• Five and Dime at DCA were an unexpected highlight of my trip. It’s well worth taking fifteen minutes to catch them.
• The hot fudge sundae at the Ghirardelli Soda Fountain was the single-most overpriced item I encountered in my entire visit. Fourteen bucks for a modestly sized sundae with so-so ice cream (and, admittedly, very good chocolate)! Outrageous! Especially since for that money, I could get four massive scoops of vastly superior ice cream at Salt & Straw. I expect park prices to be inflated but (as we say in the UK) I felt like Disney was taking the piss.
• The best food value I encountered was the Asian Chicken Salad at the Pacific Wharf Café-- it was delicious and fairly priced (even by real world standards)
•I made a point of doing a few rides I had never done before. Biggest disappointment: Mickey’s Philharmagic. Happiest surprise: Golden Zephyrs. I’m not going to claim Golden Zephyrs is an undiscovered E-ticket but if there’s not much of a queue and you can do it around sunset when the pier is just lighting up, it’s a lovely mellow experience.
• I loved Galaxy’s Edge. It would have been easy for the Imagineers to just re-create a location from the films. Creating a new planet felt like a bold creative risk that paid off wonderfully, and I wish it had gotten a better reaction from parkgoers. I think I spent more time there than any other single land, just wandering around doing datapad games and taking in the atmosphere.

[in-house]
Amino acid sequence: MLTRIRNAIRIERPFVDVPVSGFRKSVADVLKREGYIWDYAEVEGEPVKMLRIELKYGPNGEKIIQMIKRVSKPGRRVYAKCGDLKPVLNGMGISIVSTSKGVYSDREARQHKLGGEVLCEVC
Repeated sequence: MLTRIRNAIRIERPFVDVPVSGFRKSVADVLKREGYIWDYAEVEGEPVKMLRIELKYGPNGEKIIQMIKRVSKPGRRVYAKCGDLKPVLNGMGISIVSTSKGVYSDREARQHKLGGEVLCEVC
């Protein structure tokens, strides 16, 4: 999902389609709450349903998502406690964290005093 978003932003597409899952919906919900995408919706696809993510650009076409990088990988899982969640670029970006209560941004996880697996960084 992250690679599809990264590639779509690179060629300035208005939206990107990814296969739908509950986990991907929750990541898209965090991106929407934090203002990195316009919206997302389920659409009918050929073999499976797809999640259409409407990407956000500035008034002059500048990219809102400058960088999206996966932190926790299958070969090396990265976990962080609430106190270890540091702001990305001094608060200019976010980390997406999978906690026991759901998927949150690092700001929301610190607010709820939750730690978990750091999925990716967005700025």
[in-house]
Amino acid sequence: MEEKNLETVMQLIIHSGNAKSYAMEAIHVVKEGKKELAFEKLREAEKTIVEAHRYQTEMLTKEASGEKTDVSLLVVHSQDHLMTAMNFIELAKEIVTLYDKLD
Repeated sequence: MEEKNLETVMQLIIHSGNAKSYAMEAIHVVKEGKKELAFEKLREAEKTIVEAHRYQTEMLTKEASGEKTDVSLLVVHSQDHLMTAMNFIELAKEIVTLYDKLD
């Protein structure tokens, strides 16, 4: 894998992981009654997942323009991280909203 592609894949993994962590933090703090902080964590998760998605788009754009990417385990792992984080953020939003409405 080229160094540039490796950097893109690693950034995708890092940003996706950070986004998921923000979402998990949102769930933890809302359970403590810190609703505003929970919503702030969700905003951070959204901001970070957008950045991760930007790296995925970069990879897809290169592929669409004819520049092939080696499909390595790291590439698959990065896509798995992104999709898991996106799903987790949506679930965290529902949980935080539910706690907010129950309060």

• This was my first visit since I got an Apple Watch and the noise notification on my watch was going off constantly. Sounds routinely hit levels that can (in the long term) cause hearing loss. It’s probably OK for a brief visit but I’m a little worried that frequent park visitors are going to damage their hearing. I’m undoubtedly more aware of this issue than most because I already have a mild hearing impairment and I’m very concerned about doing further damage to my ears. But it’s still weird to me that nobody ever talks about this issue. It feels like something that is eventually going to result in a class-action lawsuit. In the meantime, I encourage people to bring earplugs and wear them on noisy rides. Trust me that even mild hearing loss can have an impact on your quality of life!
• I forgot how impossible it is to navigate Disneyland when the parade and fireworks are going on (and even beforehand, when they start closing things off in preparation). One evening, I made some plans that required me to walk from DCA to Galaxy’s Edge in the fifteen minutes it would usually take. Rookie mistake! It probably took me close to an hour, because I kept having to backtrack after discovering that my intended route was closed off.
OK, that’s my infodump. If anybody has any questions about any of the above, let me know!